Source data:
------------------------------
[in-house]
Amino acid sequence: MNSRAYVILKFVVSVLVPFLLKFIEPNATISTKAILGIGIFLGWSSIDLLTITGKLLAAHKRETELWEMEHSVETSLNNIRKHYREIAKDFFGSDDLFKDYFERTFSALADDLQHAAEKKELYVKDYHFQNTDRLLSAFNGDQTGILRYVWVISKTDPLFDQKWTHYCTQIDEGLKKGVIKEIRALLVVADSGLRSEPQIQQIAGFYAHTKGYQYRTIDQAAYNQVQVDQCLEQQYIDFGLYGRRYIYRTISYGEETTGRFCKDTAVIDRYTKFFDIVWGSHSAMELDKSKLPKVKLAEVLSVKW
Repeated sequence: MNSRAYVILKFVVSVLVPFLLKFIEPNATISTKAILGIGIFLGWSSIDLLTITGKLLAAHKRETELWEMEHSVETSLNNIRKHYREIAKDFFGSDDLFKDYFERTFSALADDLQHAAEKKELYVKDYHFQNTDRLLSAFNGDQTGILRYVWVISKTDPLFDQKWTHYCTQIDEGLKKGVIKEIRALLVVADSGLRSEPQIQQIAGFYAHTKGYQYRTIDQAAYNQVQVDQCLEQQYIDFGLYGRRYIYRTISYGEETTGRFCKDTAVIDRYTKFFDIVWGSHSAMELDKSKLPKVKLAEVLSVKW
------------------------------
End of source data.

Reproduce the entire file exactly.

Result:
[in-house]
Amino acid sequence: MNSRAYVILKFVVSVLVPFLLKFIEPNATISTKAILGIGIFLGWSSIDLLTITGKLLAAHKRETELWEMEHSVETSLNNIRKHYREIAKDFFGSDDLFKDYFERTFSALADDLQHAAEKKELYVKDYHFQNTDRLLSAFNGDQTGILRYVWVISKTDPLFDQKWTHYCTQIDEGLKKGVIKEIRALLVVADSGLRSEPQIQQIAGFYAHTKGYQYRTIDQAAYNQVQVDQCLEQQYIDFGLYGRRYIYRTISYGEETTGRFCKDTAVIDRYTKFFDIVWGSHSAMELDKSKLPKVKLAEVLSVKW
Repeated sequence: MNSRAYVILKFVVSVLVPFLLKFIEPNATISTKAILGIGIFLGWSSIDLLTITGKLLAAHKRETELWEMEHSVETSLNNIRKHYREIAKDFFGSDDLFKDYFERTFSALADDLQHAAEKKELYVKDYHFQNTDRLLSAFNGDQTGILRYVWVISKTDPLFDQKWTHYCTQIDEGLKKGVIKEIRALLVVADSGLRSEPQIQQIAGFYAHTKGYQYRTIDQAAYNQVQVDQCLEQQYIDFGLYGRRYIYRTISYGEETTGRFCKDTAVIDRYTKFFDIVWGSHSAMELDKSKLPKVKLAEVLSVKW